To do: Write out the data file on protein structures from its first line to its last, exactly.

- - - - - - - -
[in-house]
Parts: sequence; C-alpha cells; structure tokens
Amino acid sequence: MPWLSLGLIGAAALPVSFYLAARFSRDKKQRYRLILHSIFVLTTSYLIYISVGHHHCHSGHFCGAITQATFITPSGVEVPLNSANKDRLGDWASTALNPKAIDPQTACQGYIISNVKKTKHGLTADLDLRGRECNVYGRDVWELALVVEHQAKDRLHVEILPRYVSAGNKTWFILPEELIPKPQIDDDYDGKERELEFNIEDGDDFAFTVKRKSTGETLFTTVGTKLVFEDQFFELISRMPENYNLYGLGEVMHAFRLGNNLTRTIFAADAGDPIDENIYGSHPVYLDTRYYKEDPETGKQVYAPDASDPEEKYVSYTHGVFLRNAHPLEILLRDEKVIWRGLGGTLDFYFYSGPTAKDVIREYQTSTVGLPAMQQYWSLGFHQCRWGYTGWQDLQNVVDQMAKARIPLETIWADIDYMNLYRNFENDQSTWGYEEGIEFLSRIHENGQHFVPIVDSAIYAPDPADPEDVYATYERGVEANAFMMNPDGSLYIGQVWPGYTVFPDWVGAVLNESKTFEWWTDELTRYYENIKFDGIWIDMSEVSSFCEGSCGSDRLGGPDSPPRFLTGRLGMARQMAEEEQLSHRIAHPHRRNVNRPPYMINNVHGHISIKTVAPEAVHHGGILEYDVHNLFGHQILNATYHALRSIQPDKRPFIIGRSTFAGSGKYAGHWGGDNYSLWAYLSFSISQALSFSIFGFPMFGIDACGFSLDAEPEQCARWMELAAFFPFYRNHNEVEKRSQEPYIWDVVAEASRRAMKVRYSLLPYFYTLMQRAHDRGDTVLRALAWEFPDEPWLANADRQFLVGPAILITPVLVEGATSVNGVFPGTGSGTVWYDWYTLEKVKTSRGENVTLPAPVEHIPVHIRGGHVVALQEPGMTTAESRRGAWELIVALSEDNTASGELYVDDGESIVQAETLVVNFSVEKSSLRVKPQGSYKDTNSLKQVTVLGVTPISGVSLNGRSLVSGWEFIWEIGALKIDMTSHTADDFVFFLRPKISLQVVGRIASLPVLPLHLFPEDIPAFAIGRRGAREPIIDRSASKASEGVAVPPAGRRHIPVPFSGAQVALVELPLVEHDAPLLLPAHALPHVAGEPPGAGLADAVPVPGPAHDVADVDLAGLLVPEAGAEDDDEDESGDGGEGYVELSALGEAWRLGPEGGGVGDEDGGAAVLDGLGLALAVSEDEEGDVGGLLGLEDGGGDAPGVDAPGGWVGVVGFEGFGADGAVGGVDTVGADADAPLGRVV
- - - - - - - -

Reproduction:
[in-house]
Parts: sequence; C-alpha cells; structure tokens
Amino acid sequence: MPWLSLGLIGAAALPVSFYLAARFSRDKKQRYRLILHSIFVLTTSYLIYISVGHHHCHSGHFCGAITQATFITPSGVEVPLNSANKDRLGDWASTALNPKAIDPQTACQGYIISNVKKTKHGLTADLDLRGRECNVYGRDVWELALVVEHQAKDRLHVEILPRYVSAGNKTWFILPEELIPKPQIDDDYDGKERELEFNIEDGDDFAFTVKRKSTGETLFTTVGTKLVFEDQFFELISRMPENYNLYGLGEVMHAFRLGNNLTRTIFAADAGDPIDENIYGSHPVYLDTRYYKEDPETGKQVYAPDASDPEEKYVSYTHGVFLRNAHPLEILLRDEKVIWRGLGGTLDFYFYSGPTAKDVIREYQTSTVGLPAMQQYWSLGFHQCRWGYTGWQDLQNVVDQMAKARIPLETIWADIDYMNLYRNFENDQSTWGYEEGIEFLSRIHENGQHFVPIVDSAIYAPDPADPEDVYATYERGVEANAFMMNPDGSLYIGQVWPGYTVFPDWVGAVLNESKTFEWWTDELTRYYENIKFDGIWIDMSEVSSFCEGSCGSDRLGGPDSPPRFLTGRLGMARQMAEEEQLSHRIAHPHRRNVNRPPYMINNVHGHISIKTVAPEAVHHGGILEYDVHNLFGHQILNATYHALRSIQPDKRPFIIGRSTFAGSGKYAGHWGGDNYSLWAYLSFSISQALSFSIFGFPMFGIDACGFSLDAEPEQCARWMELAAFFPFYRNHNEVEKRSQEPYIWDVVAEASRRAMKVRYSLLPYFYTLMQRAHDRGDTVLRALAWEFPDEPWLANADRQFLVGPAILITPVLVEGATSVNGVFPGTGSGTVWYDWYTLEKVKTSRGENVTLPAPVEHIPVHIRGGHVVALQEPGMTTAESRRGAWELIVALSEDNTASGELYVDDGESIVQAETLVVNFSVEKSSLRVKPQGSYKDTNSLKQVTVLGVTPISGVSLNGRSLVSGWEFIWEIGALKIDMTSHTADDFVFFLRPKISLQVVGRIASLPVLPLHLFPEDIPAFAIGRRGAREPIIDRSASKASEGVAVPPAGRRHIPVPFSGAQVALVELPLVEHDAPLLLPAHALPHVAGEPPGAGLADAVPVPGPAHDVADVDLAGLLVPEAGAEDDDEDESGDGGEGYVELSALGEAWRLGPEGGGVGDEDGGAAVLDGLGLALAVSEDEEGDVGGLLGLEDGGGDAPGVDAPGGWVGVVGFEGFGADGAVGGVDTVGADADAPLGRVV